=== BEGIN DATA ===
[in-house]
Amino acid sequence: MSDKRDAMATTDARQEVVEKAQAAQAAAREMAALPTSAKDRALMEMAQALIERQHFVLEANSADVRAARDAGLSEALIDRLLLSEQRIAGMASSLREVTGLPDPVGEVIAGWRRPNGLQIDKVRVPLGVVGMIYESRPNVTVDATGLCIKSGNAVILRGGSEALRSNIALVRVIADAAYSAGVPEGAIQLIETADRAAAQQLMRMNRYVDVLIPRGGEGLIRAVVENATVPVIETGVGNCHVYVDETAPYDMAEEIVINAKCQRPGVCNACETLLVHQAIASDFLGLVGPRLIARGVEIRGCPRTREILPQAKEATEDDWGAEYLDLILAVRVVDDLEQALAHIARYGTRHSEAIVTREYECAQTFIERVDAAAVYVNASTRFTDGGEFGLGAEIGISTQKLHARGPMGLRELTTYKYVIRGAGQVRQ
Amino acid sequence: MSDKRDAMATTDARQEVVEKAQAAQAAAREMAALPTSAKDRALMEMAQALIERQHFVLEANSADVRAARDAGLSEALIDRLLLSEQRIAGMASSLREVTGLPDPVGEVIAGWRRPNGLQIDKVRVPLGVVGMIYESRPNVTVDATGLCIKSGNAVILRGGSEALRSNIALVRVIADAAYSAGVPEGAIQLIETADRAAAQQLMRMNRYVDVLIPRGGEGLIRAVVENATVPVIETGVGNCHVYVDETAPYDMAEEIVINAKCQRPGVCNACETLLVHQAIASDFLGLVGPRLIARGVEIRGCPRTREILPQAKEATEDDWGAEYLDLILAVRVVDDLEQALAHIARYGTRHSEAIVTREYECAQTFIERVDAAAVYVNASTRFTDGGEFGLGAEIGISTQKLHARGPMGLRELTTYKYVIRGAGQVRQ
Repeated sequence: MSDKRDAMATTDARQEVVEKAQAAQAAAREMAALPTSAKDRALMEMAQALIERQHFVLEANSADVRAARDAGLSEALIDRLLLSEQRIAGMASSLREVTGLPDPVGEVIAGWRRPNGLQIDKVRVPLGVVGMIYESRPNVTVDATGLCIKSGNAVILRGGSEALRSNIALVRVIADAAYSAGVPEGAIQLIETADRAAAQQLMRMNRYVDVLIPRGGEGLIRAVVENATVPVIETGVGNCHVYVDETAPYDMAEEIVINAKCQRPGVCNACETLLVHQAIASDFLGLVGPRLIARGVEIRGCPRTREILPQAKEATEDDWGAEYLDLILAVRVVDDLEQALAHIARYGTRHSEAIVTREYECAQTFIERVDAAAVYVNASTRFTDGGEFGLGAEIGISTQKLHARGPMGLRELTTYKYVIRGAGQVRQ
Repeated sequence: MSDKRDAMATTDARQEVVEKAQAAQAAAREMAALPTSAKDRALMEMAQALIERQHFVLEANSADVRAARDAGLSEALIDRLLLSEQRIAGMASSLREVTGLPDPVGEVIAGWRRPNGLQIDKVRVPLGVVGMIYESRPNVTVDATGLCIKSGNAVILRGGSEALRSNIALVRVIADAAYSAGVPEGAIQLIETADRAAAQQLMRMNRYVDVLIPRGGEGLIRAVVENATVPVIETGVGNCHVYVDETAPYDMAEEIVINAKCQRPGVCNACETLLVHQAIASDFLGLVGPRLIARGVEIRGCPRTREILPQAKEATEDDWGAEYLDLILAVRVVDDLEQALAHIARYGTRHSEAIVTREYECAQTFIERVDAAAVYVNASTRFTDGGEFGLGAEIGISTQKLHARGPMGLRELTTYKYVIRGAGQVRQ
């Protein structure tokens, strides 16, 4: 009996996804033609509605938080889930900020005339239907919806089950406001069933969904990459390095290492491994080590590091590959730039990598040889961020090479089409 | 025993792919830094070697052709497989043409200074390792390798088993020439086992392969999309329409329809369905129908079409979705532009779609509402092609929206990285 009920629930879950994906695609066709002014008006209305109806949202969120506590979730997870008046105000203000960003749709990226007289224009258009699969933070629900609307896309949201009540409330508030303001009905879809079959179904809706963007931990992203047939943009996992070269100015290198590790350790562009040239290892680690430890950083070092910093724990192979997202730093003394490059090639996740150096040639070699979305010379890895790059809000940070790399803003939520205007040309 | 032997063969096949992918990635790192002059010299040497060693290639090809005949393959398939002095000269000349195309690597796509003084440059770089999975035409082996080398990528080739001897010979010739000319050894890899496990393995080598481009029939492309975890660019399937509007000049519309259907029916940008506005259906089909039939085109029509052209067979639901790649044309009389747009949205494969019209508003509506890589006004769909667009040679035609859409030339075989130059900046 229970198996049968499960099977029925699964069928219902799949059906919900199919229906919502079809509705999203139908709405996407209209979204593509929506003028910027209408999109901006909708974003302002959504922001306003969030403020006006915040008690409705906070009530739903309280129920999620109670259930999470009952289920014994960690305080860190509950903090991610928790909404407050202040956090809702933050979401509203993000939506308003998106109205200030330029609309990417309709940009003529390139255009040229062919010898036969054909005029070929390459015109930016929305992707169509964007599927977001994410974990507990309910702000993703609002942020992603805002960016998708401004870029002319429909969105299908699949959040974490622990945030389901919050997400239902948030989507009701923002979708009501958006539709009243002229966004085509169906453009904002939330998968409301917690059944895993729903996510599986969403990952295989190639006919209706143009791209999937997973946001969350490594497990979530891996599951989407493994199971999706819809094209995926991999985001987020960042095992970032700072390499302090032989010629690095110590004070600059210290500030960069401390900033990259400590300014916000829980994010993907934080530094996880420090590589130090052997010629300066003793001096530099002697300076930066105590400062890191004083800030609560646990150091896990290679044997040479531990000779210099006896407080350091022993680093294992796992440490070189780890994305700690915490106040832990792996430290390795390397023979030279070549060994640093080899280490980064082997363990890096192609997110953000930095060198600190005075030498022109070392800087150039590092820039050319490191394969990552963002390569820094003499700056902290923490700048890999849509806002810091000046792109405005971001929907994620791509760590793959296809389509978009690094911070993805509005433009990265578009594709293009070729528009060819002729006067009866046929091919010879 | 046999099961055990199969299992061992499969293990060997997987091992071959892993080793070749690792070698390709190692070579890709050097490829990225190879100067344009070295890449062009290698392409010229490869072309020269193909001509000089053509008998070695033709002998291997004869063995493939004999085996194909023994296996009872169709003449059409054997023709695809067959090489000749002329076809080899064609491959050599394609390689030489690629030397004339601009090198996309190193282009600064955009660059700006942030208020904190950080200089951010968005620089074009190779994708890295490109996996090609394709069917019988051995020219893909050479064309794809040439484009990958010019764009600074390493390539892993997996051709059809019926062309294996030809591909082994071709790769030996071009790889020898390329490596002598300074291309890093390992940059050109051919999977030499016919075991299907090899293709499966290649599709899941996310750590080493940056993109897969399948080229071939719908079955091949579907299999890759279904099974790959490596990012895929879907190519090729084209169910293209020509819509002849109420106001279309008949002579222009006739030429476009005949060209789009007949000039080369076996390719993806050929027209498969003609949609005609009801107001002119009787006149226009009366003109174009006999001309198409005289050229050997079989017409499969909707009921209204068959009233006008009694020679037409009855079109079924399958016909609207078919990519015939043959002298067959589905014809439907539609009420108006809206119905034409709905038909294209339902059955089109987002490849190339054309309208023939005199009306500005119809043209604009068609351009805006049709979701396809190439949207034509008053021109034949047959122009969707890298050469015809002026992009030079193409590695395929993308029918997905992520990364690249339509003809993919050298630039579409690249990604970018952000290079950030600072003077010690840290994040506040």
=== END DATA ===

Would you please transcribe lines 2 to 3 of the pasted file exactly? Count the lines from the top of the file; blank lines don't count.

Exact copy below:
Amino acid sequence: MSDKRDAMATTDARQEVVEKAQAAQAAAREMAALPTSAKDRALMEMAQALIERQHFVLEANSADVRAARDAGLSEALIDRLLLSEQRIAGMASSLREVTGLPDPVGEVIAGWRRPNGLQIDKVRVPLGVVGMIYESRPNVTVDATGLCIKSGNAVILRGGSEALRSNIALVRVIADAAYSAGVPEGAIQLIETADRAAAQQLMRMNRYVDVLIPRGGEGLIRAVVENATVPVIETGVGNCHVYVDETAPYDMAEEIVINAKCQRPGVCNACETLLVHQAIASDFLGLVGPRLIARGVEIRGCPRTREILPQAKEATEDDWGAEYLDLILAVRVVDDLEQALAHIARYGTRHSEAIVTREYECAQTFIERVDAAAVYVNASTRFTDGGEFGLGAEIGISTQKLHARGPMGLRELTTYKYVIRGAGQVRQ
Amino acid sequence: MSDKRDAMATTDARQEVVEKAQAAQAAAREMAALPTSAKDRALMEMAQALIERQHFVLEANSADVRAARDAGLSEALIDRLLLSEQRIAGMASSLREVTGLPDPVGEVIAGWRRPNGLQIDKVRVPLGVVGMIYESRPNVTVDATGLCIKSGNAVILRGGSEALRSNIALVRVIADAAYSAGVPEGAIQLIETADRAAAQQLMRMNRYVDVLIPRGGEGLIRAVVENATVPVIETGVGNCHVYVDETAPYDMAEEIVINAKCQRPGVCNACETLLVHQAIASDFLGLVGPRLIARGVEIRGCPRTREILPQAKEATEDDWGAEYLDLILAVRVVDDLEQALAHIARYGTRHSEAIVTREYECAQTFIERVDAAAVYVNASTRFTDGGEFGLGAEIGISTQKLHARGPMGLRELTTYKYVIRGAGQVRQ